“He Never Got to See Me Play.” – Ty Cobb


By Glen Sparks

Ty Cobb played 24 seasons in the major leagues, 3,034 games. Every game was a battle, every season a war. “Cobb was pursued by demons,” MLB historian John Thorn has said.

Born Dec. 18, 1886, in Narrows, Ga., Tyrus Raymond Cobb grew up the son of a school-teacher dad and wealthy mom. Young Ty idolized his dad, who wanted his son to study law or medicine, not play baseball.

The game fascinated young Cobb, though, and he began trying out for various semi-pro clubs. He figured to make it big as a ballplayer and make his dad proud. On Aug. 8, 1905, Amanda Cobb fatally shot her husband, William Herschel Cobb. Charged with murder, Mrs. Cobb was later acquitted of the charge.

W.H. Cobb had suspected his wife of adultery. He left home one night and hoped to sneak back and catch his wife in an act of infidelity. Amanda Cobb shot her husband when she saw a silhouette in the window.

“He never got to see my play,” Ty Cobb always said.

One of the greatest players ever—maybe the greatest ever—competed with a sense of fury in large part because of what happened on that humid August night in 1905.

This is a summary of the life of Ty Cobb.

  • “A ball bat is wondrous weapon.” – Ty Cobb
  • Cobb batted .240 (150 at-bats) in his rookie season of 1905. He hit at least .316 in every season after that.
  • The Georgia Peach won 12 batting titles over his 24-year career (1905-23). He topped the A.L. in hitting every year from 1907-15 and from 1917-19.
  • Cobb took home the Triple Crown in 1909. He led the league with nine homers, 107 RBI and a .377 batting average.
  • In 11 seasons, Cobb drove in at least 90 runs without reaching double digits in homers. His single-season high mark in home runs was 12 (1921 and 1925).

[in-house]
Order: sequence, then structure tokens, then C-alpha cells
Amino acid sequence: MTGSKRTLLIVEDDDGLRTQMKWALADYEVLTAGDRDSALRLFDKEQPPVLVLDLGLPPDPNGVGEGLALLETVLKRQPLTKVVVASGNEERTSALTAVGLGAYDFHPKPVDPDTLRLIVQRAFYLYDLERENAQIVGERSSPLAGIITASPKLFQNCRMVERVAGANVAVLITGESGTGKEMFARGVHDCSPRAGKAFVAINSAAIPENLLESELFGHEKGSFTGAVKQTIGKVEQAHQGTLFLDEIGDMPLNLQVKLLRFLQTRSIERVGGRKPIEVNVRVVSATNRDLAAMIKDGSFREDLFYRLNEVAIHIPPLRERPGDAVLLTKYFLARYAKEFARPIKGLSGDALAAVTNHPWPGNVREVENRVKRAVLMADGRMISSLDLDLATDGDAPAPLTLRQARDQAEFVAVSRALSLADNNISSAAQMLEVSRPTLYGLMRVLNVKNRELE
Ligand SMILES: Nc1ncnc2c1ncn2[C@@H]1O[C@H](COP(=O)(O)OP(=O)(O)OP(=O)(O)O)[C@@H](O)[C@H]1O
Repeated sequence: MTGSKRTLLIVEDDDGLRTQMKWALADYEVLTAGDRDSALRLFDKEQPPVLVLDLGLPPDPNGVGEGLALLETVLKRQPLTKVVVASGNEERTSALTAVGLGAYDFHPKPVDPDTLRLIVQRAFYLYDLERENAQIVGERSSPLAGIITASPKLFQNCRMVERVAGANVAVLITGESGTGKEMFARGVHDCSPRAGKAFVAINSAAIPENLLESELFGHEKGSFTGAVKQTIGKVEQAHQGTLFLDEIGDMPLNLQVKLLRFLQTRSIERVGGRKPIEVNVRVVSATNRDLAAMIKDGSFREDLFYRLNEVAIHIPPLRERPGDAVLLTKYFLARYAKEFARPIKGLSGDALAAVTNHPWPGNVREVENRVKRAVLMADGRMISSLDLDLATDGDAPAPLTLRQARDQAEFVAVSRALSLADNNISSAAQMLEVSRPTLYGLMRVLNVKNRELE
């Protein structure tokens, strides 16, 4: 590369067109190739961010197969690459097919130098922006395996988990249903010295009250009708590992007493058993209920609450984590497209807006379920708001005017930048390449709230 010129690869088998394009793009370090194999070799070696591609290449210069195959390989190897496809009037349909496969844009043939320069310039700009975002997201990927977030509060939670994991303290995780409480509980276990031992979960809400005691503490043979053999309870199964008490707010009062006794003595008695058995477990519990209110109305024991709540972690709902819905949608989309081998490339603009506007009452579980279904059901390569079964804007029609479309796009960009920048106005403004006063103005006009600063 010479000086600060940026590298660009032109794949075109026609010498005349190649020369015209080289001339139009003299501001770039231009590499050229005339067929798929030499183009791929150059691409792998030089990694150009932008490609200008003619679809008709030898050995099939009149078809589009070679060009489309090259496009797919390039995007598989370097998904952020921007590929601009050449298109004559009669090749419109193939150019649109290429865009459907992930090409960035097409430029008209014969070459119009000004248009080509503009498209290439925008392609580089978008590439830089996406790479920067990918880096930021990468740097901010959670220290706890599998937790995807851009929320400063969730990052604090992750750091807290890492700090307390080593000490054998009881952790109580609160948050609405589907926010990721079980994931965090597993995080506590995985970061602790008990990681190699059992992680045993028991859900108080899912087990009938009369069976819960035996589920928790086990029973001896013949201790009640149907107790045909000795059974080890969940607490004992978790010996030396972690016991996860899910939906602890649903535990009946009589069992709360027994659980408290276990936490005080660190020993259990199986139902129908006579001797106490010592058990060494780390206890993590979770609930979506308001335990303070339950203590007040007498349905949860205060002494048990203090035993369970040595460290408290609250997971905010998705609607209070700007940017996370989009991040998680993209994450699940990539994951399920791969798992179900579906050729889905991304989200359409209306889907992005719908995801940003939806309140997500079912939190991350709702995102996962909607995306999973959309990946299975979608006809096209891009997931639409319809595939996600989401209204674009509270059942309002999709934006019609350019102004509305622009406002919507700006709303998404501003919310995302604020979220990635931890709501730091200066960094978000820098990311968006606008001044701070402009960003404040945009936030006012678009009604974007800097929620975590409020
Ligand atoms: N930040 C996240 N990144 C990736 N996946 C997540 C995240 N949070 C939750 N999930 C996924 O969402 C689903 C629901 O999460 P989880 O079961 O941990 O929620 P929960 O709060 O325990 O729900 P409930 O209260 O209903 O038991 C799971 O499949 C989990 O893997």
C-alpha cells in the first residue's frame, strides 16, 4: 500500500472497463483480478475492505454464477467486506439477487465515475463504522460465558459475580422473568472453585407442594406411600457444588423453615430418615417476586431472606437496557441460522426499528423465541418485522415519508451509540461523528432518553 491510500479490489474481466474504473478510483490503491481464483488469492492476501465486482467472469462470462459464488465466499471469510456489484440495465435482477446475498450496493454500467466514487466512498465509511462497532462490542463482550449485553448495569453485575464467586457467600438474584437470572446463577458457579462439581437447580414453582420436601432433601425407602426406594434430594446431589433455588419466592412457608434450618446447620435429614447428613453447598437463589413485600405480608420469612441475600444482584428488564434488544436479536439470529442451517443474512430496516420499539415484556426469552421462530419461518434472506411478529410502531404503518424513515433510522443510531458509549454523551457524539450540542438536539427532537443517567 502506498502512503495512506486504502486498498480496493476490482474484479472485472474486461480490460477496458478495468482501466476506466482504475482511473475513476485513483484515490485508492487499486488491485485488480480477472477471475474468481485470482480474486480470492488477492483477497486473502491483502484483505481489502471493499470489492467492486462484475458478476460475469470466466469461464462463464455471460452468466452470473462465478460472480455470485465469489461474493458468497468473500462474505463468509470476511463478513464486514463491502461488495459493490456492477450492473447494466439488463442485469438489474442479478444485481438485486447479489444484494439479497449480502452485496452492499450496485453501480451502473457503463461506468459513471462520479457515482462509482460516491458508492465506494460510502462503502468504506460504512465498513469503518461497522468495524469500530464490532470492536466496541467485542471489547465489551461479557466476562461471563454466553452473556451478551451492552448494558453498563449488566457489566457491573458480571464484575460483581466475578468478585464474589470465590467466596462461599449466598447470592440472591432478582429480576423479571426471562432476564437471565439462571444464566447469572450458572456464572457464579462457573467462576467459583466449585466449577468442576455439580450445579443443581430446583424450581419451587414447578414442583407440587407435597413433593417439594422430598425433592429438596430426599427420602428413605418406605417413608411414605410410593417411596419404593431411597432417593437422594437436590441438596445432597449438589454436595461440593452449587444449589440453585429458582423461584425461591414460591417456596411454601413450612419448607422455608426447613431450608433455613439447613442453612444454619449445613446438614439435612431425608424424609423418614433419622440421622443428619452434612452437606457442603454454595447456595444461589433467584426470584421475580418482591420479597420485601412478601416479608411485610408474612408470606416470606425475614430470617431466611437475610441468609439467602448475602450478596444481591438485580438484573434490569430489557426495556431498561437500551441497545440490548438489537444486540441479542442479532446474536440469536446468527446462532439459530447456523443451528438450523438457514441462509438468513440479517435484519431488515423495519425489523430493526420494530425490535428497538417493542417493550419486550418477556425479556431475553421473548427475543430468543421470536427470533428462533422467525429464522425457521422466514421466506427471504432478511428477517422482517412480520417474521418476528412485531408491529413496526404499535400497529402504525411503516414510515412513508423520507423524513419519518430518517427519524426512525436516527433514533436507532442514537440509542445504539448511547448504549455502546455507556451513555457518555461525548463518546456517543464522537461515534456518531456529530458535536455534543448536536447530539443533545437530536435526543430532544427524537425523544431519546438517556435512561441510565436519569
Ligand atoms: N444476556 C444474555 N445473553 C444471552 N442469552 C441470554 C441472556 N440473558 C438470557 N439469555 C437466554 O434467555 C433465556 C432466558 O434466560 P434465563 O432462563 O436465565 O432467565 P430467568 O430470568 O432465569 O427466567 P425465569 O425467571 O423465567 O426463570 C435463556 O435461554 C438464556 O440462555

• Cobb always played the game hard. He famously cut the arm of Philadelphia A’s third baseman Frank “Home Run” Baker after sliding on a close play. Death threats from riled-up A’s fans followed.
  • “The great American game should be an unrelenting war of nerves.” – Ty Cobb.
  • “He lived on the field as though it was hit last day.” – Branch Rickey
  • Cobb committed several violent assaults. He held some detestable racial views, especially early in his career. Once, he went into a rage when a black groundskeeper tried to shake his hand. Later, his racial views reportedly mellowed. He called Willie Mays “the only player I’d pay to see.”
  • Cobb put together his lone MVP season in 1911. That year, he led all A.L. players in runs scored (147), hits (248), doubles (47), triples (24), RBI (127), batting average (.420), slugging percentage (.621), OPS (1.088), OPS+ (196) and total baes (367). He finished second in homers (eight) and on-base percentage (.467).
  • “I never saw anyone like Ty Cobb. No one even close to him. He was the greatest all-time ballplayer.” – Casey Stengel
  • Cobb’s regular-season heroics did not extend into the post-season. He hit .200 (4-for-20) in the 1907 Series, .368 in 1908 (7-for-19) but just one extra-base hit, and .231 (6-for-26) in 1909. The Tigers lost all three Series.
  • Cobb served as player-manager for Detroit from 1921-26. His squads compiled a 479-444 (.519) mark and finished as high as second place (83-71-1) in 1923.
  • When he retired, Cobb held the major league records for games played (3,035), at-bats (11,434), runs scored (2,246), hits (4,189), total bases (5,854) and batting average (.366). He held the 20th century mark for most career stolen bases (892).
  • All told, Cobb led the league in OPS 10 times, hits and slugging percentage eight times, on-base percentage seven times and stolen bases six times.
  • Cobb left baseball a wealthy man. He owned thousands of shares of Coca-Cola, along with three bottling plants. He helped build the Cobb Memorial Hospital in Royston, Ga., (now part of the Ty Cobb Regional Medical Center) and the Cobb Educational Fund for needy college-bound students.
  • In 1936, Cobb received more votes than any other player on the Baseball Hall of Fame’s inaugural ballot. Writers gave him 222 of 226 possible votes (98.2 percent).
  • “You’ve got to remember, I’m 73.” – Ty Cobb later in life, explaining why he might hit just .300 against the day’s pitchers.
  • Cobb died July 17, 1961, at the age of 74. He is buried in Rose Hill Cemetery in Royston, Ga.


Leave a Reply

Fill in your details below or click an icon to log in:

WordPress.com Logo

You are commenting using your WordPress.com account. Log Out /  Change )

Google photo

You are commenting using your Google account. Log Out /  Change )

Twitter picture

You are commenting using your Twitter account. Log Out /  Change )

Facebook photo

You are commenting using your Facebook account. Log Out /  Change )

Connecting to %s